Gluten Intolerance Symptoms: Do You Have Them?
He performed new research involving 37 participants who met criteria for non-celiac gluten sensitivity. The participants cycled through various diets, serving as their own controls. The results did not match that of Gibson's first study. This time, he found that people reported painful symptoms after each meal, whether it was gluten-free or not.
Participants complained of gastrointestinal symptoms, regardless of the diet they ate, suggesting that symptoms might be psychological. Of course, others argue that the condition is real. Whatever the case, the trend is not likely to fade anytime soon. People are becoming more and more concerned about what they eat, the ingredients in their food and how those foods make them feel. Thirty percent of people express a desire to reduce their dietary gluten, according to NPD Group, a market research company.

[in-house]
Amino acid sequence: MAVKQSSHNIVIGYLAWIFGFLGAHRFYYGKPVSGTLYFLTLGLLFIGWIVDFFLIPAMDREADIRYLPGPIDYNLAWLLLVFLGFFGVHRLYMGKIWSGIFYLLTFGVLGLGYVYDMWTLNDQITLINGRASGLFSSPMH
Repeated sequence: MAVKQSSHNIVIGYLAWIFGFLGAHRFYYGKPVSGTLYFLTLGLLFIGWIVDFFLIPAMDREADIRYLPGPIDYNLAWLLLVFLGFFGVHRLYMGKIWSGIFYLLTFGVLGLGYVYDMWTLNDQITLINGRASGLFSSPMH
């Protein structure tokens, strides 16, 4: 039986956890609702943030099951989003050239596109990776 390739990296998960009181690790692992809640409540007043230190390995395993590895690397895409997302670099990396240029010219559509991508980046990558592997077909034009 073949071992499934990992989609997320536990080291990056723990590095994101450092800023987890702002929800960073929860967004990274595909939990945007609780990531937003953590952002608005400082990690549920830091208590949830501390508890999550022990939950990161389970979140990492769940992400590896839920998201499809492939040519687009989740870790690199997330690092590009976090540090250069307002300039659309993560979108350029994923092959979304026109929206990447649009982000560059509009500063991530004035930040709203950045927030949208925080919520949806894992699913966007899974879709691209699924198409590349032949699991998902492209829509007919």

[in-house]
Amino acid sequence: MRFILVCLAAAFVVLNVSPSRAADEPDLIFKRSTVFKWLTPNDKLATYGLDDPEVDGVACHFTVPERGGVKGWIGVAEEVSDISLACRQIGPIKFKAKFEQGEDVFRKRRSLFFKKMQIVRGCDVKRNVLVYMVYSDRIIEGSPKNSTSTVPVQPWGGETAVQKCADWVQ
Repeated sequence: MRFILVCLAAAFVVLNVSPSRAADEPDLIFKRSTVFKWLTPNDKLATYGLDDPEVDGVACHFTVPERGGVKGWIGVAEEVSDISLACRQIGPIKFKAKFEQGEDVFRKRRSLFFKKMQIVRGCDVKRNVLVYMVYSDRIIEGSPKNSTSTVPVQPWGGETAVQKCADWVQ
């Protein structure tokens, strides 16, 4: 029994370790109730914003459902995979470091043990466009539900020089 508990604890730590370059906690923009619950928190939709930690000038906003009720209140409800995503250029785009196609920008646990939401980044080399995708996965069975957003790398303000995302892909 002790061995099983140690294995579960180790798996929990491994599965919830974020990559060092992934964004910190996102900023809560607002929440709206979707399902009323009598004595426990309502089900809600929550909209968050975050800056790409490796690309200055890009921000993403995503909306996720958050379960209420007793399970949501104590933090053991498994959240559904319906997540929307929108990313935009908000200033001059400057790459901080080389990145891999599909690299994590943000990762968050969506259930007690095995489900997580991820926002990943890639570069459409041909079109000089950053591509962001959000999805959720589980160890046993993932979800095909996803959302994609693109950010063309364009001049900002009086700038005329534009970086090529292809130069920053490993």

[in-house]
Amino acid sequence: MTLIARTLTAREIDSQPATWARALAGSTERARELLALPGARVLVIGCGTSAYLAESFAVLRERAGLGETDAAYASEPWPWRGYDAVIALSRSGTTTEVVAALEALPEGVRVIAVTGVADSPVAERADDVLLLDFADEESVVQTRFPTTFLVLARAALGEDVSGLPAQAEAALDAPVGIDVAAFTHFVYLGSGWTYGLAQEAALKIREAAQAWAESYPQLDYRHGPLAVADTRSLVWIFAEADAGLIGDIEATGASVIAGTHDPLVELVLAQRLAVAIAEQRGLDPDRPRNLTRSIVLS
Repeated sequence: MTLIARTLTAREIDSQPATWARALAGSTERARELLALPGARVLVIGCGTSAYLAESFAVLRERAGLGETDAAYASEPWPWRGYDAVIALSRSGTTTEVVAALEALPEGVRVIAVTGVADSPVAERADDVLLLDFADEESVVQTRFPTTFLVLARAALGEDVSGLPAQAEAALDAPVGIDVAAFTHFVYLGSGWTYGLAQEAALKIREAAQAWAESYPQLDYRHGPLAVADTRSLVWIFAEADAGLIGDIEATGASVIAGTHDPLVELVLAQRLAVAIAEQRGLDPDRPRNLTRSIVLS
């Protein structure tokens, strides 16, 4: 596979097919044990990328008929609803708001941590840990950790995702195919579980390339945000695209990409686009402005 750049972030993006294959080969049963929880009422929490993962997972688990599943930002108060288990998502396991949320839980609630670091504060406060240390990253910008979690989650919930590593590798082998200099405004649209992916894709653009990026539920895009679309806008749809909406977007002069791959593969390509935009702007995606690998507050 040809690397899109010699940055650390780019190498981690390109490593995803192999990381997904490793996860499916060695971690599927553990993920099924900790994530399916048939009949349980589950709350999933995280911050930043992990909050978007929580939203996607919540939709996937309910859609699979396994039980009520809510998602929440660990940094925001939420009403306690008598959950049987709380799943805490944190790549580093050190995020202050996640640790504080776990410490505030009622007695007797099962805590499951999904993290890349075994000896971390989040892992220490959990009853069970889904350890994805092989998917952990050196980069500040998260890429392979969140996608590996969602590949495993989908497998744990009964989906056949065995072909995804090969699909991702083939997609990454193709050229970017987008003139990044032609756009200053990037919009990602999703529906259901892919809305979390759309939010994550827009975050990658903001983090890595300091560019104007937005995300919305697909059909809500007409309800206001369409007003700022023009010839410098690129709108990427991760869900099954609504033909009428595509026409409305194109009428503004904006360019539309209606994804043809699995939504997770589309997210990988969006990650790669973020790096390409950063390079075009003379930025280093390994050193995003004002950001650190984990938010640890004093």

What to Do If You Think You Have Problems Digesting Gluten
If you suspect that you have a gluten intolerance based on the symptoms listed above, the common reaction is to remove gluten from your diet. But don't be in such a hurry to solve the problem on your own that you may overlook a more serious issue.
According to Dr. Stefano Guandalini, the director of the University of Chicago Celiac Disease Center, getting tested is the first step in getting an accurate diagnosis. "If you think you might have celiac disease, the biggest mistake is to begin a diet without being tested," Guandalini told WebMD. If you experience symptoms, see a doctor to get tested before going gluten-free. The difference in symptoms between celiac disease and gluten intolerance is subtle. You can't be sure if you have one or the other without being tested.